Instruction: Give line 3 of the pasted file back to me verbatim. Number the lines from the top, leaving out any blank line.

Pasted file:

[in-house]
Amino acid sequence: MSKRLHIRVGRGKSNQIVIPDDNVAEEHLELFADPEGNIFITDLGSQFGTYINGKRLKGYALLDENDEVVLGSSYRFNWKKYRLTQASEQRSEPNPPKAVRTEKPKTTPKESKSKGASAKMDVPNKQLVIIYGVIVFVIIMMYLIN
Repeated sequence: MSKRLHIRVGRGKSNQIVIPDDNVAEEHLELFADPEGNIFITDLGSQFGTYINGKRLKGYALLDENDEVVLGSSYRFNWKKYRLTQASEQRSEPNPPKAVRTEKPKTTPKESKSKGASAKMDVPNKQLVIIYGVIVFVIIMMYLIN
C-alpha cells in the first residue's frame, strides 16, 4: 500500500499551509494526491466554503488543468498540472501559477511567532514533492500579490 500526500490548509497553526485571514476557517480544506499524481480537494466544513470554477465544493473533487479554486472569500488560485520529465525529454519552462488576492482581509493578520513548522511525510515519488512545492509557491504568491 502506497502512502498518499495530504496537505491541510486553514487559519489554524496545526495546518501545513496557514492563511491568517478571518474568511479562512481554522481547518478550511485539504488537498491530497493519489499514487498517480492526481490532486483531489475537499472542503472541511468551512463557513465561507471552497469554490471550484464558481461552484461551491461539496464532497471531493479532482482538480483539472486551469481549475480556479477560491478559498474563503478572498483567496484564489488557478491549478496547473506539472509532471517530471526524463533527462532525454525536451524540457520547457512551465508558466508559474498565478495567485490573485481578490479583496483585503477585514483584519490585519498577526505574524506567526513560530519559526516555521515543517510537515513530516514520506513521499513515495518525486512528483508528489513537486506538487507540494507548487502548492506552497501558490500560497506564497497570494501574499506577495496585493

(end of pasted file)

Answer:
Repeated sequence: MSKRLHIRVGRGKSNQIVIPDDNVAEEHLELFADPEGNIFITDLGSQFGTYINGKRLKGYALLDENDEVVLGSSYRFNWKKYRLTQASEQRSEPNPPKAVRTEKPKTTPKESKSKGASAKMDVPNKQLVIIYGVIVFVIIMMYLIN